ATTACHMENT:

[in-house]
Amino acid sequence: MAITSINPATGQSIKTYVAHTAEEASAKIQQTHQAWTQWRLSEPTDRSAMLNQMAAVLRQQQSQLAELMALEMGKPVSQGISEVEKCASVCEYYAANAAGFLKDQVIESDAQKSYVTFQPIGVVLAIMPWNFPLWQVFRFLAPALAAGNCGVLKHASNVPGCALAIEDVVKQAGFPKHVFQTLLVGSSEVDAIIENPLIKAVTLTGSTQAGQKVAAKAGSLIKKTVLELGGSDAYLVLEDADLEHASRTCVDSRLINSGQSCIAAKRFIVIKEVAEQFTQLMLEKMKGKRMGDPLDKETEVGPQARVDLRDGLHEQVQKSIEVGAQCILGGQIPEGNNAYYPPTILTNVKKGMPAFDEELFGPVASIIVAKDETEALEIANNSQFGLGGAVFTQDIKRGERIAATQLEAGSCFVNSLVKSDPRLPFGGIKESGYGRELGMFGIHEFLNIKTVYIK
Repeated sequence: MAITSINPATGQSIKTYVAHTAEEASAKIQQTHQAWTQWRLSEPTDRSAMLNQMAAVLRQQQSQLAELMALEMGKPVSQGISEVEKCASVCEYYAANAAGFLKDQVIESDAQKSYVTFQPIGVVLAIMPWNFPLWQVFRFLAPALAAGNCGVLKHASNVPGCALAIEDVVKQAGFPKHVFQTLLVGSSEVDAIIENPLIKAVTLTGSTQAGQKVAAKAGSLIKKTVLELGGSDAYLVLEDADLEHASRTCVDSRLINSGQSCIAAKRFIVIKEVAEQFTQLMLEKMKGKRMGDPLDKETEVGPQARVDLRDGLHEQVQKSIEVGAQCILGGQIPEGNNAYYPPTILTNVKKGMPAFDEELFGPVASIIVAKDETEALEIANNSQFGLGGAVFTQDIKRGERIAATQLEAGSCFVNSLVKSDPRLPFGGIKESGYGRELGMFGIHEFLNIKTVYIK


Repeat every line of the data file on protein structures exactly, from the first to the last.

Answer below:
[in-house]
Amino acid sequence: MAITSINPATGQSIKTYVAHTAEEASAKIQQTHQAWTQWRLSEPTDRSAMLNQMAAVLRQQQSQLAELMALEMGKPVSQGISEVEKCASVCEYYAANAAGFLKDQVIESDAQKSYVTFQPIGVVLAIMPWNFPLWQVFRFLAPALAAGNCGVLKHASNVPGCALAIEDVVKQAGFPKHVFQTLLVGSSEVDAIIENPLIKAVTLTGSTQAGQKVAAKAGSLIKKTVLELGGSDAYLVLEDADLEHASRTCVDSRLINSGQSCIAAKRFIVIKEVAEQFTQLMLEKMKGKRMGDPLDKETEVGPQARVDLRDGLHEQVQKSIEVGAQCILGGQIPEGNNAYYPPTILTNVKKGMPAFDEELFGPVASIIVAKDETEALEIANNSQFGLGGAVFTQDIKRGERIAATQLEAGSCFVNSLVKSDPRLPFGGIKESGYGRELGMFGIHEFLNIKTVYIK
Repeated sequence: MAITSINPATGQSIKTYVAHTAEEASAKIQQTHQAWTQWRLSEPTDRSAMLNQMAAVLRQQQSQLAELMALEMGKPVSQGISEVEKCASVCEYYAANAAGFLKDQVIESDAQKSYVTFQPIGVVLAIMPWNFPLWQVFRFLAPALAAGNCGVLKHASNVPGCALAIEDVVKQAGFPKHVFQTLLVGSSEVDAIIENPLIKAVTLTGSTQAGQKVAAKAGSLIKKTVLELGGSDAYLVLEDADLEHASRTCVDSRLINSGQSCIAAKRFIVIKEVAEQFTQLMLEKMKGKRMGDPLDKETEVGPQARVDLRDGLHEQVQKSIEVGAQCILGGQIPEGNNAYYPPTILTNVKKGMPAFDEELFGPVASIIVAKDETEALEIANNSQFGLGGAVFTQDIKRGERIAATQLEAGSCFVNSLVKSDPRLPFGGIKESGYGRELGMFGIHEFLNIKTVYIK